How to Make Sense of a Paradoxical God

I have always enjoyed paradoxes, the blending of opposites to make something new. I see paradoxes constantly around me but particularly in the nature of God. Especially when I do not understand the logic of His being.

I was taught that God was real and listening so I have always thrown my questions in His face. My prayers as a child rarely felt innocent or cute, instead they were challenging, curious, and sometimes angry. I have been confused and hurt by an omnipotent God who changed my life by causing my family to move to another country.

I don’t get You, I confessed into the night sky where I half-believed and half-doubted that God was looking down at me, I don’t understand what You want to do with me. I waited for an answer, a sign in the stars but I didn’t have the answer I wanted. This is the question that I’ve always had. How do I make sense of a paradoxical God? How can I understand Him? 

I describe God as paradoxical because that is what He often seems to me. An enigma of characteristics, He has appeared simultaneously welcoming and intimidating to me. I don’t understand this God, who proclaims both life and hellfire. Then of course, we make the mistake of emphasising one characteristic over the other, making up our own little Jesus that we like best. I don’t buy purely the hellfire and brimstone Jesus or the hippie-love-everyone Jesus. God cannot be man-made and put into a box. God does not claim just one of these characteristics but both of them.

How can the concepts of love and judgement be reconciled in the nature of God and be called perfect?

Firstly, I’ve realised that we misunderstand judgement as undeserved and unneeded when in actuality it is very much needed. Judgement is needed for justice, and we all recognise justice. We recognise our needs for justice when there are school shootings, racial hate and violence, terrorist attacks, and immigrant children taken away from their parents. We scream and demand consequences for these awful things.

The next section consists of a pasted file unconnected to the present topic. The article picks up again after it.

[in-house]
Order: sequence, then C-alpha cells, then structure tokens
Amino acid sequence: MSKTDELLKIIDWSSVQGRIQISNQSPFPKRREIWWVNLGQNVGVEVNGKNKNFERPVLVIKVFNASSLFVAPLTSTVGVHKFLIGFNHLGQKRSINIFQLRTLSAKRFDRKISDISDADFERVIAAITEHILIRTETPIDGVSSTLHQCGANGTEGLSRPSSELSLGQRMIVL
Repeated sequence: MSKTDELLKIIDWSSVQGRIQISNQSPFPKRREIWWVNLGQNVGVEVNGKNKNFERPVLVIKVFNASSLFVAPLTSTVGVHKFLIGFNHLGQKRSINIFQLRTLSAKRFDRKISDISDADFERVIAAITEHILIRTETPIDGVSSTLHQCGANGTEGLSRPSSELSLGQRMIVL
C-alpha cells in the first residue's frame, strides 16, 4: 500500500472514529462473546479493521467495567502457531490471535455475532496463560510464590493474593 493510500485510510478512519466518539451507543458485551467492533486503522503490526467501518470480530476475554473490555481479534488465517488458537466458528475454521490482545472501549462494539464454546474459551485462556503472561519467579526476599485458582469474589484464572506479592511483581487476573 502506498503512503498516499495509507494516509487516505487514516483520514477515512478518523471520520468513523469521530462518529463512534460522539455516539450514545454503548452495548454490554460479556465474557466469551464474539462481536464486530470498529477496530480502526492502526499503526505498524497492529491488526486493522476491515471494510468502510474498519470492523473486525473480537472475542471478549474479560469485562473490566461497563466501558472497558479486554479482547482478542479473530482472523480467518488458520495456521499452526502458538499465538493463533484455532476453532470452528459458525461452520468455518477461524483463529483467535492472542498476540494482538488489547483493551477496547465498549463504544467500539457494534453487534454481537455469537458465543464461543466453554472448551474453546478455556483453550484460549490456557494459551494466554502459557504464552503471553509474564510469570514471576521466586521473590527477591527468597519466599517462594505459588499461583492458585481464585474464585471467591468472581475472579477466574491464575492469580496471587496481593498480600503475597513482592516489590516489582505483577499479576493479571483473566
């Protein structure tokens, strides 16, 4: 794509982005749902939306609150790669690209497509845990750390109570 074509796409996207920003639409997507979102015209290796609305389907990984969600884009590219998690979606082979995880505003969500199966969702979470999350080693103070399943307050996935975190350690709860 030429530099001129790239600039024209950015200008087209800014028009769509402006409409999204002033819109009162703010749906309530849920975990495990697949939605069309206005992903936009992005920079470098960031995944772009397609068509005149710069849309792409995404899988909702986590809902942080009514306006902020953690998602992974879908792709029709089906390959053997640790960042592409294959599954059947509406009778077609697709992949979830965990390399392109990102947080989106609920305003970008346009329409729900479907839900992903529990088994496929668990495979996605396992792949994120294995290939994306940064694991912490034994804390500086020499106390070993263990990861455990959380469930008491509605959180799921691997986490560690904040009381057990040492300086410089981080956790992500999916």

The thing to recognise is that God demands these consequences too. What is uncomfortable about God’s judgement is that God judges on His standard and not our own; and His standard includes us. We are less likely to scream and demand consequences for ourselves.

Yet, the beauty of the gospel also emphasises the other side of this paradox and that is radical love. For God so loved the world that He gave His own Son to take our place in the judgement seat (John 3:16). God is a God of justice and mercy and we need both characteristics from Him as human beings.

Funny that I only understand this when I look at Him in the light of what He has revealed to me in the gospel. I need a basic understanding of what He says before I can understand who He is.

Secondly, I’ve realised when it comes to understanding all of the other paradoxes is that to know Him, I also need to accept that I will not fully understand Him until eternity (Isaiah 55: 8-10). My human understanding is limited while God’s understanding is infinite. I perceive the paradoxes in this God because I cannot fully understand His nature, not because they are necessarily contradictory to His character.

Funny that I only find out my answers when I trust more in this seemingly paradoxical God and trust less in confusing and conflicting me.

Besides, paradoxes are wonderful things.


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